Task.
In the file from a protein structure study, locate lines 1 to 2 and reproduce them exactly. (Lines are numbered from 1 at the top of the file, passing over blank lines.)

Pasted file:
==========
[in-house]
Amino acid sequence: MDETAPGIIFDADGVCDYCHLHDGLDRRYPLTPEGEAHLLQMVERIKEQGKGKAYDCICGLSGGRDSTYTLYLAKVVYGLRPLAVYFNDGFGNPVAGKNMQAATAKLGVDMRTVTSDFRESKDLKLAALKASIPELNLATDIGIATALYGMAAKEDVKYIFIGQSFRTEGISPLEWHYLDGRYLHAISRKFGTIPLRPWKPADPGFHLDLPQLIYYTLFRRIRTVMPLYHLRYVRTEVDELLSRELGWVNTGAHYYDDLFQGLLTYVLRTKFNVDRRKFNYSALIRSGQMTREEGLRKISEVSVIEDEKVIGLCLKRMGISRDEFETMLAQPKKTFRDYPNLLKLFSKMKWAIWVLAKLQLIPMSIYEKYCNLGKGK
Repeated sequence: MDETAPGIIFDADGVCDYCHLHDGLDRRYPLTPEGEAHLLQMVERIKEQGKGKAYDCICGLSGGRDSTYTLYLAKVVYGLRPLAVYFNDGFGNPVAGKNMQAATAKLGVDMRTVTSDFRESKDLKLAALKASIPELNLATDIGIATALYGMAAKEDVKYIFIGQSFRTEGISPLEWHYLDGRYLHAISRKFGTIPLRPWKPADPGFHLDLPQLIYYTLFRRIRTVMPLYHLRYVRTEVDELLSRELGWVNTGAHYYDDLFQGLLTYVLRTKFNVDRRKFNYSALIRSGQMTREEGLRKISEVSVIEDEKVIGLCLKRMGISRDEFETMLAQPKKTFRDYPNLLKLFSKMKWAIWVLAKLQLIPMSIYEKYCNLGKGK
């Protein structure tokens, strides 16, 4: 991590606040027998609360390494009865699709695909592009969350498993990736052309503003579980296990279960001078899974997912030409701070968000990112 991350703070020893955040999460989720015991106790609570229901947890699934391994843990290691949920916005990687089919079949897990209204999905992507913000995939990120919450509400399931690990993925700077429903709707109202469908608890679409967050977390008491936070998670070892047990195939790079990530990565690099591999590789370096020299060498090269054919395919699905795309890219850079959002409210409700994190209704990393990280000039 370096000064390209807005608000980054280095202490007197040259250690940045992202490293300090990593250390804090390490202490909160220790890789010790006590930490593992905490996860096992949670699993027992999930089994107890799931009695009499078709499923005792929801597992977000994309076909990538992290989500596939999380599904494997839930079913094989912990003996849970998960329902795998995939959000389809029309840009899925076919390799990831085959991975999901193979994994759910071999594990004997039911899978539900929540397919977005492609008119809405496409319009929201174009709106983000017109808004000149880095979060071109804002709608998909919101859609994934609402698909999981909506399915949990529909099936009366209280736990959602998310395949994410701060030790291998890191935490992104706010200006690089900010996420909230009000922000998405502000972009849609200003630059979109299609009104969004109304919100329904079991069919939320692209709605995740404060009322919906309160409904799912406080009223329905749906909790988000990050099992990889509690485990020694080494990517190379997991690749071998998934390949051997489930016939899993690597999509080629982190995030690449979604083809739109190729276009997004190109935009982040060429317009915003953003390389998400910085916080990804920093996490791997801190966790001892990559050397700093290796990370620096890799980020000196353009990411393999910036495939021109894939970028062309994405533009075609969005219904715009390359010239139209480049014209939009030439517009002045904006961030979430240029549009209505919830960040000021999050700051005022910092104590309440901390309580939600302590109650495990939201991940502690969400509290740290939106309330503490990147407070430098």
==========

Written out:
[in-house]
Amino acid sequence: MDETAPGIIFDADGVCDYCHLHDGLDRRYPLTPEGEAHLLQMVERIKEQGKGKAYDCICGLSGGRDSTYTLYLAKVVYGLRPLAVYFNDGFGNPVAGKNMQAATAKLGVDMRTVTSDFRESKDLKLAALKASIPELNLATDIGIATALYGMAAKEDVKYIFIGQSFRTEGISPLEWHYLDGRYLHAISRKFGTIPLRPWKPADPGFHLDLPQLIYYTLFRRIRTVMPLYHLRYVRTEVDELLSRELGWVNTGAHYYDDLFQGLLTYVLRTKFNVDRRKFNYSALIRSGQMTREEGLRKISEVSVIEDEKVIGLCLKRMGISRDEFETMLAQPKKTFRDYPNLLKLFSKMKWAIWVLAKLQLIPMSIYEKYCNLGKGK